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I came across this idiom in a title, in association with a noun:

[noun of a product category] — The need of the hour

What does this mean?

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It's not an "idiom" - just a rather lame pun on hour of need –  FumbleFingers Jul 13 '13 at 20:25
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5 Answers

up vote 7 down vote accepted

"Of the hour" is an expression used to indicate "of the present (short) period":

  • Man of the hour
  • Need of the hour
  • etc (?)

It doesn't literally mean an hour, but it does imply a short period of time.

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Thank you for your answer! Now it's clear –  Luc125 Dec 29 '11 at 10:55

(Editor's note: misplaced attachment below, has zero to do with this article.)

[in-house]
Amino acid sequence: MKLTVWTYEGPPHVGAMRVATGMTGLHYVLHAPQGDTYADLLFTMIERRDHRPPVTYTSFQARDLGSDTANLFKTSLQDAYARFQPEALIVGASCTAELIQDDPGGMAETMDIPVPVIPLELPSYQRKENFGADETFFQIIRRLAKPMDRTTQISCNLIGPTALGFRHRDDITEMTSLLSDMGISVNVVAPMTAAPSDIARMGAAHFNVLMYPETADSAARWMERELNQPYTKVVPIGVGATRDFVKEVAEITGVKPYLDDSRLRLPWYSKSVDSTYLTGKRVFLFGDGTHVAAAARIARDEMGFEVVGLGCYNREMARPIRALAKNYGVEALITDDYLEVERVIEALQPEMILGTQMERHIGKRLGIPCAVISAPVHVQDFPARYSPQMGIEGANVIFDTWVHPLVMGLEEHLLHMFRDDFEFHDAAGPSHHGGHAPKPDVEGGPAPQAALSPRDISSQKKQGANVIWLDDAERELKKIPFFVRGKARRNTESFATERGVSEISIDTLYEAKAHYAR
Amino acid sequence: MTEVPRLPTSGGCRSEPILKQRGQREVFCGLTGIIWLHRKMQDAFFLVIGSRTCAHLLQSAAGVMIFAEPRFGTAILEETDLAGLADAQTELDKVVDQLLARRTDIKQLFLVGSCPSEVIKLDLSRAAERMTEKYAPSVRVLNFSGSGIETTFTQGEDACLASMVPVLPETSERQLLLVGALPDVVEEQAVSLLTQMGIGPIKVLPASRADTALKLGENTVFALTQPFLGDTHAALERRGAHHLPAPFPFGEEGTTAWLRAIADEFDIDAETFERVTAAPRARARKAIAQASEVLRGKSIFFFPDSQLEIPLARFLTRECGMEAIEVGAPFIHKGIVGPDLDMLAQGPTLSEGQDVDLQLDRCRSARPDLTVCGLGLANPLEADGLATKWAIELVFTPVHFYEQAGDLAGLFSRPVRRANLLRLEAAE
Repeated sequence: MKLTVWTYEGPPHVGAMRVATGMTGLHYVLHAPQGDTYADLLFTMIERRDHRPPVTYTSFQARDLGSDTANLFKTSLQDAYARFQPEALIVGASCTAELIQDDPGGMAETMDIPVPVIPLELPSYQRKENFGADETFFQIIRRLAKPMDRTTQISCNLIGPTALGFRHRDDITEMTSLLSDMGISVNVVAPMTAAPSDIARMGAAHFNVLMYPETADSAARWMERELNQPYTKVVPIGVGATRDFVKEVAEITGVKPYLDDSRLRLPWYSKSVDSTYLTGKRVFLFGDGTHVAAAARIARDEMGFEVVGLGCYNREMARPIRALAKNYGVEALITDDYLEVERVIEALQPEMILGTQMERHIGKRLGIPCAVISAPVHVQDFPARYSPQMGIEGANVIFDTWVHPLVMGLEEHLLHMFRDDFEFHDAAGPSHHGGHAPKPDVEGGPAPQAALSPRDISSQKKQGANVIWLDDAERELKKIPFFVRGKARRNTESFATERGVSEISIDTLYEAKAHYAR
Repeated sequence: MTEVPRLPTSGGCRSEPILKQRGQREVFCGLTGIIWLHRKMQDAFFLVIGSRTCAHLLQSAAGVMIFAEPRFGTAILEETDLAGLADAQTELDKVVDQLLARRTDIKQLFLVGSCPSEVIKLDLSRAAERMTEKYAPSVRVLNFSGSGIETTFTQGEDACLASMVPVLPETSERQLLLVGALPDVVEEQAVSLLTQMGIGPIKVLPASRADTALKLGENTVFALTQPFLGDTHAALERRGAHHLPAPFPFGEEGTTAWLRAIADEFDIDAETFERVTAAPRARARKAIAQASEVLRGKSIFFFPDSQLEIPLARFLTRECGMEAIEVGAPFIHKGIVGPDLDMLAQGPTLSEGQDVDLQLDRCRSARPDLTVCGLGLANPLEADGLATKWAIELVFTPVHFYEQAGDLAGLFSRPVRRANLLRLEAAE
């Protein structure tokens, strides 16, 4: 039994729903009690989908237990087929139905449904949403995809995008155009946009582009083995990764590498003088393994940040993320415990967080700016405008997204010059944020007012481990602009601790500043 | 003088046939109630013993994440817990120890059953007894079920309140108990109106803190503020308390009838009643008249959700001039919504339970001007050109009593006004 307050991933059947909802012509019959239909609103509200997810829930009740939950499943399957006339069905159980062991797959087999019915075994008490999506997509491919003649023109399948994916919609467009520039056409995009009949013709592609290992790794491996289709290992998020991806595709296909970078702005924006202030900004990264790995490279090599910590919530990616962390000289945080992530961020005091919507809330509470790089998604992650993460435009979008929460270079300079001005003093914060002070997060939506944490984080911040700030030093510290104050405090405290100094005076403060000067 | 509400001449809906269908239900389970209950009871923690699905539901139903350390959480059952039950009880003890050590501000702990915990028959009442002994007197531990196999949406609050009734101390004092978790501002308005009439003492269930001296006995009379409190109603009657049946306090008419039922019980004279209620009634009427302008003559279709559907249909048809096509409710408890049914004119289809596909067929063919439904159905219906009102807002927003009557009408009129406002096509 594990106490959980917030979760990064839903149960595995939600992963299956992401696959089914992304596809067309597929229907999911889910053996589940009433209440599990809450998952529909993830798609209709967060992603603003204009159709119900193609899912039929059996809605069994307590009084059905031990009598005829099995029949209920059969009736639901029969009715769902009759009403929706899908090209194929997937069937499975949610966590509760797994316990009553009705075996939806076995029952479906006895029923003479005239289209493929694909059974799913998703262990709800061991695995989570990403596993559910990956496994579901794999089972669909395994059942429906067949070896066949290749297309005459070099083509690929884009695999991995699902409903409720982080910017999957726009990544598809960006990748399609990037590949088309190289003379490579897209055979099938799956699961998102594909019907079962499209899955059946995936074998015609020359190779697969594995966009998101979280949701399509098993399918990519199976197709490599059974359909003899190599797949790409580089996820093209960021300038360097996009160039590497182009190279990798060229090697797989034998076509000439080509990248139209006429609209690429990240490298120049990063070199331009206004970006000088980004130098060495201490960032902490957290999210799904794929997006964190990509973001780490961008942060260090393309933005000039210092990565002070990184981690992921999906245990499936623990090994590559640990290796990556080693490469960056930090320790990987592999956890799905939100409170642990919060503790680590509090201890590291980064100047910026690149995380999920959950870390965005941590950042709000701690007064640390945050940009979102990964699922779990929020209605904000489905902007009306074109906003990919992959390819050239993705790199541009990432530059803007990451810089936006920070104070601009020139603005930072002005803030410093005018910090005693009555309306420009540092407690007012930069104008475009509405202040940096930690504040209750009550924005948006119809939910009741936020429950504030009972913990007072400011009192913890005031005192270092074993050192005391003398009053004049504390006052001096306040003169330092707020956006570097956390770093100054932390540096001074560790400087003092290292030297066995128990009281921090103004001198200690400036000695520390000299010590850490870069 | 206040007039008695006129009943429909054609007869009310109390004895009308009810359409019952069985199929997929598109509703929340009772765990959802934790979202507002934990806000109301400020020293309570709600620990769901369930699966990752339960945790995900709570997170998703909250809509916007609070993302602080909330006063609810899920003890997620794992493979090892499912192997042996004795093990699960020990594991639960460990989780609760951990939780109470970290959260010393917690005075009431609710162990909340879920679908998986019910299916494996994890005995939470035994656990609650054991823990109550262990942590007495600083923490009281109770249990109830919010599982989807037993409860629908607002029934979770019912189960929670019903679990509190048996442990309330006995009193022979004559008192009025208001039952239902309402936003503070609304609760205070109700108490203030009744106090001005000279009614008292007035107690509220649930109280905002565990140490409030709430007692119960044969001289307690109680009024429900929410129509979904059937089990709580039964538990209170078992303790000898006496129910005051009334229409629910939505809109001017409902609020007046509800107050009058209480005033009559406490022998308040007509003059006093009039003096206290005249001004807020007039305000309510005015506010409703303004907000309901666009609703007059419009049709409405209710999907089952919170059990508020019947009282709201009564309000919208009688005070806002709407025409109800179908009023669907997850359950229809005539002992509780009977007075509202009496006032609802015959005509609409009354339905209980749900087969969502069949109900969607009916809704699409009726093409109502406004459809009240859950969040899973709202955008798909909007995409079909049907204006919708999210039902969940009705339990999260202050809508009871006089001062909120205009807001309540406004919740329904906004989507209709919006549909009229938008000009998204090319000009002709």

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Hour here just means a particular point in time. The need of the hour simply refers to some need at some point in time.

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Its idiomatic mean " requirements at a given time" according to RPSC

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What is RPSC? –  KitFox Mar 17 at 1:28
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Need of the hour has implication that it needs to be high priority.

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Could you provide any references to back your answer? It's a little low on content. –  Mari-Lou A Apr 11 at 11:19
Example : for the people who do not know to differentiate between a "your" and a "you're", knowledge of grammar is the need of the hour. –  user3523123 Apr 11 at 11:54
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Most essential need or requirement.

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